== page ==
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Most Important SEO Strategy ?


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#1 MainStreet228

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Posted 07 July 2006 - 10:25 AM

Most Important and easy SEO Strategy ? is it backlinks ? comments and suggestions are welcome. Thanks for your time.

#2 bragadocchio

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Posted 07 July 2006 - 10:40 AM

Search engines can't index what they can't spider. :)

#3 Ruud

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Posted 07 July 2006 - 12:15 PM

Most Important and easy SEO Strategy ?


I think those two are almost mutually exclusive. If it is the most important strategy it is unlikely to be easy. And if it is easy it is unlikely to be the most important thing.

That said, I do believe that there is something relatively "easy" that you can after which you can forget virtually everything about SEO.

Content.

If you make something people want or need to use or if you write something people want or need to read -- you have to work so hard to go wrong :)

Several years ago someone close to me started to make link lists of articles, books and news focussed on a very specific topic. Hand coded. No CMS, no database, no SEO except for basic title tags and headings.

Within 3 years the site which hosted him for free asked him to move his site because he was drawing too much traffic... He did and consequently went from shared hosting to reseller hosting. From there he went to a VDS (virtual dedicated server) and now runs his site from a dedicated server.

His site, to which he adds a line here or there on an almost daily basis, is well over 20 thousand pages now. It is used as a discussion and research tool. Visitors come from .edu's but also a lot of .gov's. And if you look around the web his site is listed on many places right next to the professional resources and experts.

#4 Black_Knight

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Posted 07 July 2006 - 12:23 PM

Knowledge.

No two ways about it. If you don't already know what is the most important, essential, and efficient SEO technique, then the answer is always that it is to hire someone who does know.

#5 eKstreme

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Posted 07 July 2006 - 12:48 PM

I want to say testing.

If you're willing to learn, there is no alternative to testing to teach yourself the tricks of the trade. If don't want to learn (for whatever reason), then hire someone who has.

Having said that, I hate "what's the best/worst" type of questions because they mask a lot of other important things. It's all one big puzzle, and you should at least be aware of how the parts interact. As the say, the whole is larger than the sum of the pieces...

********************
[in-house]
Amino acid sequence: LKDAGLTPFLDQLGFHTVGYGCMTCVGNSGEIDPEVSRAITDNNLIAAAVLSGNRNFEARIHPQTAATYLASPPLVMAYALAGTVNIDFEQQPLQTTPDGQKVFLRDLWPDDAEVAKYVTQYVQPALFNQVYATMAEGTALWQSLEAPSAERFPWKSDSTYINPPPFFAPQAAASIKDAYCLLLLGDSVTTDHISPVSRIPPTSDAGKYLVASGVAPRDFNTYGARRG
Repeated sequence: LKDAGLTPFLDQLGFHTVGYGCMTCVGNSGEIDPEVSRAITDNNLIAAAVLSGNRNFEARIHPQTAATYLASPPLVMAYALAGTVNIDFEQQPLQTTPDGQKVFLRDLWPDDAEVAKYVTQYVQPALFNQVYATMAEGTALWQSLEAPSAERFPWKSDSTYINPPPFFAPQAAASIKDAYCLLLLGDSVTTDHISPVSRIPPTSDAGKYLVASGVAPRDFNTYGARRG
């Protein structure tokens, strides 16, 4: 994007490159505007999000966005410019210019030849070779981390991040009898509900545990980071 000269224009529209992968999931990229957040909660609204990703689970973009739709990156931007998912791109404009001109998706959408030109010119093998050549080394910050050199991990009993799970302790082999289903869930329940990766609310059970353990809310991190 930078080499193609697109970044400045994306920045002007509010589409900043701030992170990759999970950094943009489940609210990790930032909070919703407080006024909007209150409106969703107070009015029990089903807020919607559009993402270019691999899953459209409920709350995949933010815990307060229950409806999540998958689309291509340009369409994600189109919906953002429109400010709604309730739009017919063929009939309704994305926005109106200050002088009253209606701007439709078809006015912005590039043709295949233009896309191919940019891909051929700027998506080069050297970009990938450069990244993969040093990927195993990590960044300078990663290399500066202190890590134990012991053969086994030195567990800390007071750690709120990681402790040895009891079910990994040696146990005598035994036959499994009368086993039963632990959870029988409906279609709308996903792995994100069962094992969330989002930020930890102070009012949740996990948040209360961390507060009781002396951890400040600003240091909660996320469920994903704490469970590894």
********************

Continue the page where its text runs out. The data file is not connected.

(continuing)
My 2c.

#6 send2paul

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Posted 07 July 2006 - 02:15 PM

Here.

Reading every single SEO thread here :)

#7 MainStreet228

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Posted 07 July 2006 - 05:12 PM

Rudd, whats the internet site ?

#8 AbleReach

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Posted 07 July 2006 - 10:12 PM

Be able to communicate using concrete descriptions, with wording specific to the topic.
To do this you need to know the topic, the audience and the personality (brand identity) of your site's slice of the topic. Awareness puts all sorts of things in motion, especially when curiosity and determination are in the mix.

SEO is not any good on its own. There's got to be a "there" there.

#9 increseo

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Posted 07 July 2006 - 10:24 PM

Second Black_Knight.

Knowledge.

Especially at knowing what NOT to do.

#10 projectphp

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Posted 08 July 2006 - 02:02 AM

Starting with something great :)

It is far easier to get attention with something great than to slap some lippy on a Chicken and try to convince people it is a supermodel.

#11 send2paul

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Posted 08 July 2006 - 02:11 AM

Michael - have you got any examples of this lippy on a chicken technique - just so we're all sure of what you're talking about.... :P

#12 Black_Knight

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Posted 08 July 2006 - 08:28 AM

Sorry Paul, he can't show you any 'adult content' sites here. :whistling:

#13 A.N.Onym

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Posted 09 July 2006 - 09:57 PM

I'll second Ruud on this one.

Content is the core of the Web and it is what gets you visitors, links, etc.
Content can get you sales as well if it is properly written.

However, the 2nd best strategy would be to work on what lacks currently.
If you have content but it is not indexable, you don't get much. So you need to make it spiderable.
If you don't have links, you'll be waiting long to get any naturally without effort, even with great content, because you'll need to get noticed first.
If your site loads real slowly, you'll need to make it load faster to keep your visitors on it.

You just can't pick and choose the most important wheel of a car, you need four (or five, if you count the steering one) of them. Same with writing content, getting noticed (promotion and marketing), etc.

However, if you have to pick one single direction to go (like what to do on the first month of site's life), go with content.

#14 Black_Knight

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Posted 09 July 2006 - 10:35 PM

Now this is where I have to argue with the often too-trite "content is king" stuff that gets trotted out a little too readily at times. Right now there is still an invisible web, and that invisible web includes a great deal of top-quality content.

The whole reason that there is a web promotion industry, with SEO, SEM, advertising, and all other forms of promotion is because so many early sites though contnt alone could cut it. It can't.

The world's greatest content ever created will not be enough without the knowledge to make it accessible, visible, and most of all, heard of.

To pick an example that everyone here will naturally be familiar with, lets take a look at Cre8asite itself. Are there forums that have more members and visibility that have lower quality content? Why is that? (Which may lead you to reasons why we don't fix that ;) )